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Master Funakoshi said, "There is no first attack in Karate." It is for defense, not offence or for obtaining skills to harm others. Karate-do is not a sport with the aim of scoring points and getting trophies. It is a path of inner peace and strength.


Control is at the heart of Karate-do.  We study how to control the Mind and the Spirit through arduous training of the Body. The goal of Budo is to become the best version of yourself you can.


Karate-do has three major parts; Kihon, Kata and Kumite. Kihon are Basic techniques such as strike, blocks and body movement.  Kata are the preformed movements done in a certain order to show possible combat applications.      Kata includes Bunkai, which is the use of Kata techniques against other people. Kumite has tow parts; Kihon Kumite and Juyu Kumite. Kihon Kumite the attacks are predetermined so to be safer and provide a bridge to Juyu Kumite, free sparing.   With free sparing students can use any Karate attack or defense they want.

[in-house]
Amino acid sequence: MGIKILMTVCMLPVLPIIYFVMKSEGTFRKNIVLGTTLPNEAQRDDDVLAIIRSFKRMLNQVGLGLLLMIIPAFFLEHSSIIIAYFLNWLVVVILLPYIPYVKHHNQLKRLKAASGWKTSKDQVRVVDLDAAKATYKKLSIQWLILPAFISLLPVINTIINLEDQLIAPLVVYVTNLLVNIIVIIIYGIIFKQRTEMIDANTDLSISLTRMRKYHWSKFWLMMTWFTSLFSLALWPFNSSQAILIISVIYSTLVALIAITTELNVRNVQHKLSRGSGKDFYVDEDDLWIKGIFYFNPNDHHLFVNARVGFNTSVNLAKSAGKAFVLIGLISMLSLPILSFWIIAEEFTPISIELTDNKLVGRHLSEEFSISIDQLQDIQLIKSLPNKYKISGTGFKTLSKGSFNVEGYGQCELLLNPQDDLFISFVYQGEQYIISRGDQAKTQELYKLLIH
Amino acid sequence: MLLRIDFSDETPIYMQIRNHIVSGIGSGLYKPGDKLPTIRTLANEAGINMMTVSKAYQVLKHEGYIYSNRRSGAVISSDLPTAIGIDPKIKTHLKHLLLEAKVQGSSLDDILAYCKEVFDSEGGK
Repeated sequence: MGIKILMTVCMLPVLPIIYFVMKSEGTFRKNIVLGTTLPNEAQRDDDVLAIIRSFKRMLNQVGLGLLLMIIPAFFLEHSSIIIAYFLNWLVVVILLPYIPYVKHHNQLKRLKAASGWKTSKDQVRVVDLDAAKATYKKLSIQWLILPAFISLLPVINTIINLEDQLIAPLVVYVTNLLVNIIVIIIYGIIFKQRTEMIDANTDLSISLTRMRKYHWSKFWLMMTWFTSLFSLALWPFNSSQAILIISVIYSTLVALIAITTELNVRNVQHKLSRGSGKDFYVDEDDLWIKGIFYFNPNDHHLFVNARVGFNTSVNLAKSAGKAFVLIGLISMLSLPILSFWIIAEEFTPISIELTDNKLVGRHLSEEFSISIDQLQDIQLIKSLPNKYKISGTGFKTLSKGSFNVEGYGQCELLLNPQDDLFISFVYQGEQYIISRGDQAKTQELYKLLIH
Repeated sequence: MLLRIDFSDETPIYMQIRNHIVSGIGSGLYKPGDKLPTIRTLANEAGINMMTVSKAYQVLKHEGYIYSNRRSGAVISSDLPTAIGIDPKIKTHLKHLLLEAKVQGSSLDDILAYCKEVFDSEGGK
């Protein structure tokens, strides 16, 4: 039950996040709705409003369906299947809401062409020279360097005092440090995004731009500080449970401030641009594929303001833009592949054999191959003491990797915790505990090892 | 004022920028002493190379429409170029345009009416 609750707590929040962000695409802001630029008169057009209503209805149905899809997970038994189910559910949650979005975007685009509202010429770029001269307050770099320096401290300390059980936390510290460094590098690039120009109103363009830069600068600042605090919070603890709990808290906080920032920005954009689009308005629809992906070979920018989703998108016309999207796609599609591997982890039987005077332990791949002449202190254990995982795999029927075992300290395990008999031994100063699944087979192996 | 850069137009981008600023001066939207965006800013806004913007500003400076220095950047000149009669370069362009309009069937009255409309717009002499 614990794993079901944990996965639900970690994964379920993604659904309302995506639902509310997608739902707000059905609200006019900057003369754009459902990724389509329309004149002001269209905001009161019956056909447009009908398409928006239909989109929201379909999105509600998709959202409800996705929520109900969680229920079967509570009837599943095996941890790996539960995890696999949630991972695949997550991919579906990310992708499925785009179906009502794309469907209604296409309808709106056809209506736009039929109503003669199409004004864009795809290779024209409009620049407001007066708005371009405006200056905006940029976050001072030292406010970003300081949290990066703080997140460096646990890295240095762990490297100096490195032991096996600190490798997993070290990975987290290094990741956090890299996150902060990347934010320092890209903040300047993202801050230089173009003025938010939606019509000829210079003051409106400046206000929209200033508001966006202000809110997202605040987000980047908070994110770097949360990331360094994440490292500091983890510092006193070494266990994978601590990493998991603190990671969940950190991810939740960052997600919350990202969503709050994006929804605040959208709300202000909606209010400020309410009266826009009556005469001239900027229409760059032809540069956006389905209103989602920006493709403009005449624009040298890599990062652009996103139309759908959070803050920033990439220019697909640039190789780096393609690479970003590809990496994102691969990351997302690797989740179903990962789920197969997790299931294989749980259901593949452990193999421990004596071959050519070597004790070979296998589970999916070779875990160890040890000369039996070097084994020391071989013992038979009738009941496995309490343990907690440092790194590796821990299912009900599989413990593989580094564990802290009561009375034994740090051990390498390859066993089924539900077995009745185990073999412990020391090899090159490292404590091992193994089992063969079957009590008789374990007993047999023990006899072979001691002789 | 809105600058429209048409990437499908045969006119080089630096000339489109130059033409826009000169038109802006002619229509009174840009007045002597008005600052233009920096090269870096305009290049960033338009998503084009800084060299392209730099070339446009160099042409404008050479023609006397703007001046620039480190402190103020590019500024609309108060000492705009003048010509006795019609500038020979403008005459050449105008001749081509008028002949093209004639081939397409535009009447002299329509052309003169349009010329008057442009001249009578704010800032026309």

JKA Karate-do uses, “Tsun Kime,” to “Decide the striking point.” Strikes are focused to end about one inch from the target. This allows the Karateka,  karate practitioner, to develop powerful strikes while reducing the chance of physical damage.     


Karate-do at Aiki Budo Center for Adults and Children.


Although Budo training is very serious, classes are fun and interesting. We stress Cooperation more than Competition. ABC Karate-do continues the JKA teaching style the balances Kihon, Kata and Kumite to craft a well rounded Katateka. Physically you will increase your strength, speed and flexibility through our challenging classes.  ABC’s curriculum gives students a clear path for improvement. You will learn not just What to do but the where, when, and most importantly why you should use what you have learned.


True Budo training is done 24 hours a day, “The world is your dojo.” Practicing Karate-do at ABC helps you Mentally to obtain better  focus and a calmer spirit to help you handle challenges both in and out of the dojo. Budo practice can be beneficial at work, home and school.


 Because one cannot understand the complexities of Japanese Budo without studying the culture it came from, Lortie Sensei uses the traditional Japanese terms and technique names and explains the meaning behind them. Although Budo can be deadly, we try to practice as safely as possible and keep respect for our partners at all times.


All students must memorize the Dojo Kun, the precepts.